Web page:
I have been working at my office for less than a year now and for Christmas my boss invited the team and I to his condo for a private holiday party. I absolutely dread going to these events. I have avoided these types of gatherings all year long as well as nonsense water cooler conversations. Yes, I'm that kind of woman. I come to work and do my job and leave. But I feel that if I avoid this invite I could be pushing it a bit. So my question is, what do you bring to the boss's house as a holiday gift and what are some easy topics of conversation?
Leslie B, Philadelphia, PA
Yes, you need to go. I need to go to a lot of events and trust me honey, the last thing I feel like doing after running my empire all day is socializing but it's part of the job. So, I'm going to share some very personal tips and tricks to get you through many soirees.
First, bring with you a simple, but tasteful bottle of champagne. If you really want to keep it classy, which I think you should, bring two. One for the host to enjoy with his guests, and the other to enjoy on his own. Make sure you get it packaged in the box and have it wrapped since it makes for a better presentation.
As for how to deal with the commitment issue, put a time frame on it. The most I usually give these types of events is an hour and really honey, what is an hour of your time? Arrive about 15-20 minutes after the invite says and there will be plenty of conversations for you to join in on instead of starting up your own. I'm not even suggesting you work the room but at least chat with the host and a gaggle of pals and put a smile on your face.
Don't make your exit a big thing. I swear, and I am being as honest as possible, when you're ready to leave, leave. No long drawn out good byes that attract any attention. Exit stage left, is my motto.
This year I am proposing to my girlfriend and I decided to do it on Christmas. I got her a beautiful ring from Neil Lane and it sort of cost me a fortune. But I'm not complaining. However, I do have a question. Does the engagement ring null and void all other holiday gifts? Benjamin B, Chicago
Absolutely, not. In fact, combination gifts are super tacky. And hello, news flash, if you have the type of fiancé of who likes Neil Lane rings, this will be the first of many things to cost you a fortune so I suggest you get used to it.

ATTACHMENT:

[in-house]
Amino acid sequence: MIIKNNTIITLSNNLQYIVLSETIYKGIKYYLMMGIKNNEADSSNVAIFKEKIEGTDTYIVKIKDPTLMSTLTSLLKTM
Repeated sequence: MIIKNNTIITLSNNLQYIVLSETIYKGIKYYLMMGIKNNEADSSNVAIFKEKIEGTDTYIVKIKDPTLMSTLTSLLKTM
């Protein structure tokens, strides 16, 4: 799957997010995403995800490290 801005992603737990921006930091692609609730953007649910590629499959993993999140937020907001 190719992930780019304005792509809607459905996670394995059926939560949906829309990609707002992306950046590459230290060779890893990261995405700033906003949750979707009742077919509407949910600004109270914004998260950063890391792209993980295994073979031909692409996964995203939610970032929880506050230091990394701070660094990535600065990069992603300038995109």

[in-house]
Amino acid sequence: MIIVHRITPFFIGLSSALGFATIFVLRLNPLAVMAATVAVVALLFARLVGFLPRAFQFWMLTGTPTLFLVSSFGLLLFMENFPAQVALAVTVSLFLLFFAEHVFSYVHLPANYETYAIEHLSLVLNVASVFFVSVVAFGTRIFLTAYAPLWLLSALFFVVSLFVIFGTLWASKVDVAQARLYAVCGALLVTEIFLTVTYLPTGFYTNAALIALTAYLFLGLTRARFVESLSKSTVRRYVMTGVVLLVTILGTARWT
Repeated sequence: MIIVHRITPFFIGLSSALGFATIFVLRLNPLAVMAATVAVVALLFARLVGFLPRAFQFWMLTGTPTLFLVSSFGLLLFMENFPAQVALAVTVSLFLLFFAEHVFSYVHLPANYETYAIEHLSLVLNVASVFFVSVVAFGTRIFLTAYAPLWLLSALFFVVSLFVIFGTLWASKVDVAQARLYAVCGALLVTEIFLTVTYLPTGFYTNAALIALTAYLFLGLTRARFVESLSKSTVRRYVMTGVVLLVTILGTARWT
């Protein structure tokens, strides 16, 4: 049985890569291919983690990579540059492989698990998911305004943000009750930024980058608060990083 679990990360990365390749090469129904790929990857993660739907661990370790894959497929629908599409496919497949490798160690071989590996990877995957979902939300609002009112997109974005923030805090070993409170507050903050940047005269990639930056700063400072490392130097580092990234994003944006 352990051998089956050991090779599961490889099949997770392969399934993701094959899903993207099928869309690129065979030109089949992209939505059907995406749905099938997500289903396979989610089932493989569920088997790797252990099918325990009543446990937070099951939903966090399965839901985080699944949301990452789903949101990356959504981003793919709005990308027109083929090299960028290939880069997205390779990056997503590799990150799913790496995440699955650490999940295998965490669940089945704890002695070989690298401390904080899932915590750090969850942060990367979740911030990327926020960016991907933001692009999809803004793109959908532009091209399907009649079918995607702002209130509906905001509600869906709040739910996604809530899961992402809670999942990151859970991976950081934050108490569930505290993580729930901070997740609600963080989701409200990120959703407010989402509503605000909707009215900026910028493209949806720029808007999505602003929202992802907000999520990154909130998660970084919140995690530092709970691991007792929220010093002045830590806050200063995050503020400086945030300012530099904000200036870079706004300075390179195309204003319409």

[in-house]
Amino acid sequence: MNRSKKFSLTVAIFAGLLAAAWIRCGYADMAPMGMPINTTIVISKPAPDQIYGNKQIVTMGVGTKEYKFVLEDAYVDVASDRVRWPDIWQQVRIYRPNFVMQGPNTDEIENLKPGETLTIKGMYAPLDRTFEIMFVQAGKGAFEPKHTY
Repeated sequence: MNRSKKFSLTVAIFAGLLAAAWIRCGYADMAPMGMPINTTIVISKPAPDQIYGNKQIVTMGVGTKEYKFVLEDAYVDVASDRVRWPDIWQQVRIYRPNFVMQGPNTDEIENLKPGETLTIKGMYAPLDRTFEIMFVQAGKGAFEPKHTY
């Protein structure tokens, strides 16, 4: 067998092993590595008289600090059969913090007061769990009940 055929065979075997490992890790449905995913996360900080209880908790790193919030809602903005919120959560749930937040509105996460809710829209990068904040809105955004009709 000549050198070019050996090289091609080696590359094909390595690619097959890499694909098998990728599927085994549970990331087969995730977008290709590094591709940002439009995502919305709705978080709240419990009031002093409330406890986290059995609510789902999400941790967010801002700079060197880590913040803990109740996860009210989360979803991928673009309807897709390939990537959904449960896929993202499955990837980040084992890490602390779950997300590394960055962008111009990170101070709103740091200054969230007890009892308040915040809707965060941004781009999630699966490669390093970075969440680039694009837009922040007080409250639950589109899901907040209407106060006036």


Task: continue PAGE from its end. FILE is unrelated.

What I do recommend, because I am being cognoscente of your wallet, is that perhaps you pick her up something really fabulous such as a cool necklace from David Yurman or maybe a chic new Gucci bag, because I don't know a girl in the world who wouldn't want either.
I am meeting my boyfriend's family for the first time and they all live in New Jersey. We are heading up there to spend the holiday. It's his parents, two brothers and his sister. Do I buy gifts for all of them or one big family gift? What's appropriate all around in this case? I am so confused! Lori L, New York City
What are you, Ms. Santa Claus? Going to bring your big bad Prada bag full of gifts? At best, it would be really awkward; at worst it would be grossly inappropriate because hello, you don't even know his family.
Personally, I have never been in this situation because I've never dated anyone long enough to meet their family, but then again I do get invited to a lot of holiday parties.
Here's I what I recommend, something alcoholic and chic such as a vintage wine and something sweet such as ridiculously contrived cupcakes, such as red velvet with an Oreo icing and Snickers crumbs. You get my point?
When delivering gifts, don't be sheepish about it, as in don't have your boyfriend say, "Mom, Lori brought this for you." Present yourself and your gifts and do yourself a favor - don't over think any of this. The best way to meet someone's family is just be yourself - either they'll love you or hate you, but the more you are obvious about trying to fit in the more likely you'll fall in the later category.
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